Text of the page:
How Summer Vacation Can Drive Us To Succeed

A study on motivation and perception reveals a powerful truth for how leaders can use summer vacation breaks to motivate the best in their employees.

Of all the seasons of the year, summer is without question my favourite and no month encapsulates that summertime feeling more than the month of July. Not only is this the first full month where my girls are officially off-school, but this month also marks the return of one of my favourite summer festivals here in Montreal, the Festival International de Jazz de Montréal (if you haven’t attended this festival, this is definitely something to experience, whether you’re a Jazz fan or not).

Of course, the month of July also marks the beginning of the summer vacation period, and so it’s only natural that there’s much interest right now in exploring the topic of leadership and summer vacation.

While I’ve written in the past about why it’s important for leaders to make time for a vacation break, I wanted to shift the focus in this piece to look at the findings of a recent study that offers some valuable insights into how we can increase our motivation to achieve our shared goals when we return back to work following a vacation break.

Researchers from The Wharton School have been studying what they call the “fresh-start effect” and the impact this has on our motivational drive to achieve the goals we set up for ourselves. As part of their study published in “Psychological Science”, Dr. Katherine Milkman and her team of researchers conducted an experiment where they asked study participants to describe a personal goal they haven’t yet achieved but would like to attain later in the year.

The researchers then divided the participants into two groups and gave each one a different scenario to imagine. For the first group, the researchers asked them to imagine that they had moved into a new apartment after living in the same place for the past nine years.

For the second group, they also asked them to imagine moving into a new apartment, but in their case the scenario was that they had moved every year over the past nine years.

The participants in both groups were then asked to describe how motivated they were to begin work on achieving their goal after moving into this new apartment. What the researchers found was that the study participants who had moved into a new apartment after staying in the same place for nine years were far more motivated to achieve their goal than those who had moved every year.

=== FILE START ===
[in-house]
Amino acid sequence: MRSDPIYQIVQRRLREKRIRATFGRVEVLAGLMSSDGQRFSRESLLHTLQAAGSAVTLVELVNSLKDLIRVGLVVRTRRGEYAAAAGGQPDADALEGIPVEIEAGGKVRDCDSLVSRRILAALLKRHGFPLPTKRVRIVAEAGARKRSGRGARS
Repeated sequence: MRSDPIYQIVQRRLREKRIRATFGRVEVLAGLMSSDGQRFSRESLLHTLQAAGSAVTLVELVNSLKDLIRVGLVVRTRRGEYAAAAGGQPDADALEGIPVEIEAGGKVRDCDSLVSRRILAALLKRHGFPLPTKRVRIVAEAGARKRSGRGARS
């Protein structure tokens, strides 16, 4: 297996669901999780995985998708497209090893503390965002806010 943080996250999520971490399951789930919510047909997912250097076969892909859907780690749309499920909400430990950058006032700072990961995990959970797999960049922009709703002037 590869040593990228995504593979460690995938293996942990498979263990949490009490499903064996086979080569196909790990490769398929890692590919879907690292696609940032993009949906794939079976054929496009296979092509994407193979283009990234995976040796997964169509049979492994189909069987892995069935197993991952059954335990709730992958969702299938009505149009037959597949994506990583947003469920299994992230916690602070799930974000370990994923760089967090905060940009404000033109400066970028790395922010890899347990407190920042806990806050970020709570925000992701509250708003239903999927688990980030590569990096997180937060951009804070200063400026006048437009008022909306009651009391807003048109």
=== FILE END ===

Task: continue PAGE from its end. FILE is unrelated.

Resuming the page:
The researchers concluded that study participants “would be more motivated to start tackling their personal goal after a psychologically meaningful relocation than they would be after a relocation that was less psychologically meaningful.”

So what does this study’s findings have to do with increasing our motivation to achieve our goals after returning from a vacation break? Well, as the researchers pointed out, while all of us are driven to achieve our goals and to do work that matters, “the perceived meaningfulness of a temporal landmark (e.g., a relocation, a desk move, a birthday) can inspire people to engage in an unrelated cause (e.g., being on time, quitting smoking).”

In other words, by changing how we view a return to work from being simply a return to the regular work routine to instead being a ‘fresh-start’ to take on those goals we set up for ourselves and our team, we can actually increase our motivational drive to achieve these goals.

It also reinforces an important point I’ve written about in past articles: that a sense of meaning at work motivates people to challenge themselves to press ahead to succeed [Twitter-logo-smallShare on Twitter].

Perhaps most importantly for today’s leaders, how we view the return to work from a vacation break can also have a significant impact on how our employees approach their first day back on the job from their summer vacation.

In this same study, the researchers did an experiment where they put study participants into two groups. For the first group, they told them that many people find the start of a new year to be very meaningful and then asked them to write three to five reasons why they felt the start of a new year was personally meaningful.

For the second group, they told them that many people saw the start of a new year to be just like any other day and asked this group to write three to five reasons why the start of a new year would feel ordinary to them.

Both groups were then provided with a number of resources to help them to achieve their goals and were tracked to measure their level of interest in learning how to successfully attain their goals.

The group that had been told that most people view the start of a new year as personally meaningful were far more engaged in wanting to learn more about how they could succeed at goal achievement than those who were told that New Year’s Day is just another day of the year.